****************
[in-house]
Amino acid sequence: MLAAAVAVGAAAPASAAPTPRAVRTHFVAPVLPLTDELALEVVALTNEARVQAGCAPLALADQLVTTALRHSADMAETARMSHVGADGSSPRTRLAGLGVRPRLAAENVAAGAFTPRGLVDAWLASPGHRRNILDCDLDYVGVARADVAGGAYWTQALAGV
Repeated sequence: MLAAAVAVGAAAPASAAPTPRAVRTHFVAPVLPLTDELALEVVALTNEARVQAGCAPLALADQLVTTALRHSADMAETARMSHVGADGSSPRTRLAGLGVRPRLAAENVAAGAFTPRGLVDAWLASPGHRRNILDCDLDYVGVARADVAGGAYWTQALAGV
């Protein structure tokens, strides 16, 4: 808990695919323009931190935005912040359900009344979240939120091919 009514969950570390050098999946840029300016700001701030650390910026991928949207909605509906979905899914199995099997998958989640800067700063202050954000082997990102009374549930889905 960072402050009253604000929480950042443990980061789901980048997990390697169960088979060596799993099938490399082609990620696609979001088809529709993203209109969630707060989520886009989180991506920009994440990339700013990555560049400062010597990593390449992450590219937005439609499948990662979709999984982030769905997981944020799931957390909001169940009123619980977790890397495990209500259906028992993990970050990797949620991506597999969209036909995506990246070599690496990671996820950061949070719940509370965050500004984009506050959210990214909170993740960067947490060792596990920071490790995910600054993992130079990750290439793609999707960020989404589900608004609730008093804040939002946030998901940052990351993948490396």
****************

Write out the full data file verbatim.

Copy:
[in-house]
Amino acid sequence: MLAAAVAVGAAAPASAAPTPRAVRTHFVAPVLPLTDELALEVVALTNEARVQAGCAPLALADQLVTTALRHSADMAETARMSHVGADGSSPRTRLAGLGVRPRLAAENVAAGAFTPRGLVDAWLASPGHRRNILDCDLDYVGVARADVAGGAYWTQALAGV
Repeated sequence: MLAAAVAVGAAAPASAAPTPRAVRTHFVAPVLPLTDELALEVVALTNEARVQAGCAPLALADQLVTTALRHSADMAETARMSHVGADGSSPRTRLAGLGVRPRLAAENVAAGAFTPRGLVDAWLASPGHRRNILDCDLDYVGVARADVAGGAYWTQALAGV
């Protein structure tokens, strides 16, 4: 808990695919323009931190935005912040359900009344979240939120091919 009514969950570390050098999946840029300016700001701030650390910026991928949207909605509906979905899914199995099997998958989640800067700063202050954000082997990102009374549930889905 960072402050009253604000929480950042443990980061789901980048997990390697169960088979060596799993099938490399082609990620696609979001088809529709993203209109969630707060989520886009989180991506920009994440990339700013990555560049400062010597990593390449992450590219937005439609499948990662979709999984982030769905997981944020799931957390909001169940009123619980977790890397495990209500259906028992993990970050990797949620991506597999969209036909995506990246070599690496990671996820950061949070719940509370965050500004984009506050959210990214909170993740960067947490060792596990920071490790995910600054993992130079990750290439793609999707960020989404589900608004609730008093804040939002946030998901940052990351993948490396």